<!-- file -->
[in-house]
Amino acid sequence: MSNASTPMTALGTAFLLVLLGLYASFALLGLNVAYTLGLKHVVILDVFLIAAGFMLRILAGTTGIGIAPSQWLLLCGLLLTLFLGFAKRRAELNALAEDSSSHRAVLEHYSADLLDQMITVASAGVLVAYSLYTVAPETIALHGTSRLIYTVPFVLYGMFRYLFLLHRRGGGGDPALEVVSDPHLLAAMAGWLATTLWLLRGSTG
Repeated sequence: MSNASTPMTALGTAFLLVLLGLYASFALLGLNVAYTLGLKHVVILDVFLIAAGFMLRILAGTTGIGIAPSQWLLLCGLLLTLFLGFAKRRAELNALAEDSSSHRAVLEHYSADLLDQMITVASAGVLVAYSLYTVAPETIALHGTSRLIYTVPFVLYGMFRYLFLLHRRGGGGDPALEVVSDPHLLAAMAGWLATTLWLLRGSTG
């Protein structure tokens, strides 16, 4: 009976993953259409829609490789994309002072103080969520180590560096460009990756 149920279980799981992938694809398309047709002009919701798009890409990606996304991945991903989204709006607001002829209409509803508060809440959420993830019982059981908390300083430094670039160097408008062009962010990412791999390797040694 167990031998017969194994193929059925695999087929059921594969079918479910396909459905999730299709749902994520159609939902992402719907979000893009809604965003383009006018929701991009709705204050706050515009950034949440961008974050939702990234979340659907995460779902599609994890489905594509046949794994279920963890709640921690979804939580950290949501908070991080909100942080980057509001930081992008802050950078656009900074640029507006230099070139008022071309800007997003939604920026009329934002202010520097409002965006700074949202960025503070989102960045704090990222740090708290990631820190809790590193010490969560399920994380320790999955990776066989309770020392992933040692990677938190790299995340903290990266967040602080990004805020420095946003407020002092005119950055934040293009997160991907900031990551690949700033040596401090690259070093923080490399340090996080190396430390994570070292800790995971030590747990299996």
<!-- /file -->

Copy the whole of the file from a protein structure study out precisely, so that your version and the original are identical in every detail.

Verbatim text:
[in-house]
Amino acid sequence: MSNASTPMTALGTAFLLVLLGLYASFALLGLNVAYTLGLKHVVILDVFLIAAGFMLRILAGTTGIGIAPSQWLLLCGLLLTLFLGFAKRRAELNALAEDSSSHRAVLEHYSADLLDQMITVASAGVLVAYSLYTVAPETIALHGTSRLIYTVPFVLYGMFRYLFLLHRRGGGGDPALEVVSDPHLLAAMAGWLATTLWLLRGSTG
Repeated sequence: MSNASTPMTALGTAFLLVLLGLYASFALLGLNVAYTLGLKHVVILDVFLIAAGFMLRILAGTTGIGIAPSQWLLLCGLLLTLFLGFAKRRAELNALAEDSSSHRAVLEHYSADLLDQMITVASAGVLVAYSLYTVAPETIALHGTSRLIYTVPFVLYGMFRYLFLLHRRGGGGDPALEVVSDPHLLAAMAGWLATTLWLLRGSTG
């Protein structure tokens, strides 16, 4: 009976993953259409829609490789994309002072103080969520180590560096460009990756 149920279980799981992938694809398309047709002009919701798009890409990606996304991945991903989204709006607001002829209409509803508060809440959420993830019982059981908390300083430094670039160097408008062009962010990412791999390797040694 167990031998017969194994193929059925695999087929059921594969079918479910396909459905999730299709749902994520159609939902992402719907979000893009809604965003383009006018929701991009709705204050706050515009950034949440961008974050939702990234979340659907995460779902599609994890489905594509046949794994279920963890709640921690979804939580950290949501908070991080909100942080980057509001930081992008802050950078656009900074640029507006230099070139008022071309800007997003939604920026009329934002202010520097409002965006700074949202960025503070989102960045704090990222740090708290990631820190809790590193010490969560399920994380320790999955990776066989309770020392992933040692990677938190790299995340903290990266967040602080990004805020420095946003407020002092005119950055934040293009997160991907900031990551690949700033040596401090690259070093923080490399340090996080190396430390994570070292800790995971030590747990299996």